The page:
3. class declares PI as a const field (it declares PI to many more decimal places than shown here): class Math { ... public const double PI = 3.14159265358979; } Static Classes Another feature of the C# language is the ability to declare a class as static. A static class can contain only static members (all objects that you create using the class will share a single copy of these members). The purpose of a static class is purely to act as a holder of utility methods and fields. A static class cannot contain any instance data or methods, and it does not make sense to try and create an object from a static class by using the new operator. In fact, you can't actually create an instance of an object using a static class by using new even if you wanted to (the compiler will report an error if you try). If you need to perform any initialization, a static class can have a default constructor, as long as it is also declared as static. Any other types of constructor are illegal and will be reported as such by the compiler. If you were defining you own version of the Math class, containing only static members, it could look like this: public static class Math { public static double Sin(double x) {…} public static double Cos(double x) {…} public static double Sqrt(double x) {…} ... } Note, however, that the real Math class is not defined this way as it actually does have some instance methods. In the final exercise in this chapter, you will add a private static field to the Point class and initialize the field to 0. You will increment this count in both constructors. Finally, you will write a public static method to return the value of this private static field. This field will enable you to find out how many Point objects have been created. Write static members and call static methods
4. 1. Using Visual Studio 2005, display the Point class in the Code and Text Editor window. 2. Add a private static field called objectCount of type int to the end of the Point class. Initialize it to 0 as you declare it. The Point class should now look like this: class Point { ...; private static int objectCount = 0; } NOTE You can write the keywords private and static in any order. The preferred order is private first, static second. 3. Add a statement to both Point constructors to increment the objectCount field. Each time an object is created, its constructor will be called. As long as you increment the objectCount in each constructor (including the default constructor), objectCount will hold the number of objects created so far. This strategy works only because objectCount is a shared static field. If objectCount was an instance field, each object would have its own personal objectCount field which would be set to 1. The Point class should now look like this: class Point { public Point() { this.x = -1; this.y = -1; objectCount++; } public Point(int x, int y) { this.x = x; this.y = y; objectCount++; } ...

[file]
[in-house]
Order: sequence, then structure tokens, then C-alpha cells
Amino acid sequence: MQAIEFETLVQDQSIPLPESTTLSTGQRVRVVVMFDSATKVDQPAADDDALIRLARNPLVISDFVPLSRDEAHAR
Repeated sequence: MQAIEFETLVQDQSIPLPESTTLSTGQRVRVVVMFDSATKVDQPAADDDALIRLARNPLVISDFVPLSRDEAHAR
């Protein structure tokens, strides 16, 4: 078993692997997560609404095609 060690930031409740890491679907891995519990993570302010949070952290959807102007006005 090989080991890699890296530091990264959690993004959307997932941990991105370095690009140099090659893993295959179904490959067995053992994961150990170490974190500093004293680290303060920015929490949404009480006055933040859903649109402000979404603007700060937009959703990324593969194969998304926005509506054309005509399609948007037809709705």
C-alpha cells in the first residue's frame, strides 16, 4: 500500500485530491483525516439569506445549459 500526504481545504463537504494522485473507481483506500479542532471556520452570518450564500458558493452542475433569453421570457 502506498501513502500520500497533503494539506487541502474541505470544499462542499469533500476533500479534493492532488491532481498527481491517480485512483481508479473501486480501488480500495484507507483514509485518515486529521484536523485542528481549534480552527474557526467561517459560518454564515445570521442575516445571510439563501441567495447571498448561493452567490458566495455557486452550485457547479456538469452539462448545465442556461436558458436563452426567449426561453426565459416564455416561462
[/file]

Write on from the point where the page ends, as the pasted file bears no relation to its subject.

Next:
5. private static int objectCount = 0; } Notice that you cannot prefix static fields and methods with the this keyword as they do not belong to the current instance of the class (they do not actually belong to any instance). The question now is this: How can users of the Point class find out how many Point objects have been created? At the moment, the objectCount field is private and not available outside the class. A poor solution would be to make the objectCount field publicly accessible. This strategy would break the encapsulation of the class; you would then have no guarantee that its value was correct because anything could change the value in the field. A much better idea is to provide a public static method that returns the value of the objectCount field. This is what you will do now. 4. Add a public static method to the Point class called ObjectCount that returns an int but does not take any parameters. In this method, return the value of the objectCount field. The Point class should now look like this: class Point { public static int ObjectCount() { return objectCount; } ... } 5. Display the Program class in the Code and Text Editor window, and locate the Entrance method. 6. Add a statement to the Entrance method to write the value returned from the ObjectCount method of the Point class to the screen. The Entrance method should look like this: static void Entrance() { Point origin = new Point(); Point bottomRight = new Point(600, 800); double distance = origin.distanceTo(bottomRight);
6. Console.WriteLine("Distance is :{0}", distance); Console.WriteLine("No of Point objects :{0}", Point.ObjectCount()); } The ObjectCount method is called by using Point, the name of the class, and not the name of a Point variable (such as origin or bottomRight). Because two Point objects have been created by the time ObjectCount is called, the method should return a value of 2. 7. On the Debug menu, click Start Without Debugging. 8. Confirm that the value of 2 is written to the console window (after the message displaying the value of the distance variable). Press Enter to finish the program and return to Visual Studio 2005. Congratulations. You have successfully created a class, and used constructors to initialize the fields in a class. You have created instance and static methods, and called both of these types of methods. You have also implemented instance and static fields. You have seen how to make fields and methods accessible by using the public keyword, and how to hide them using the private keyword. • If you want to continue to the next chapter Keep Visual Studio 2005 running, and turn to Chapter 8. • If you want to exit Visual Studio 2005 now On the File menu, click Exit. If you see a Save dialog box, click Yes.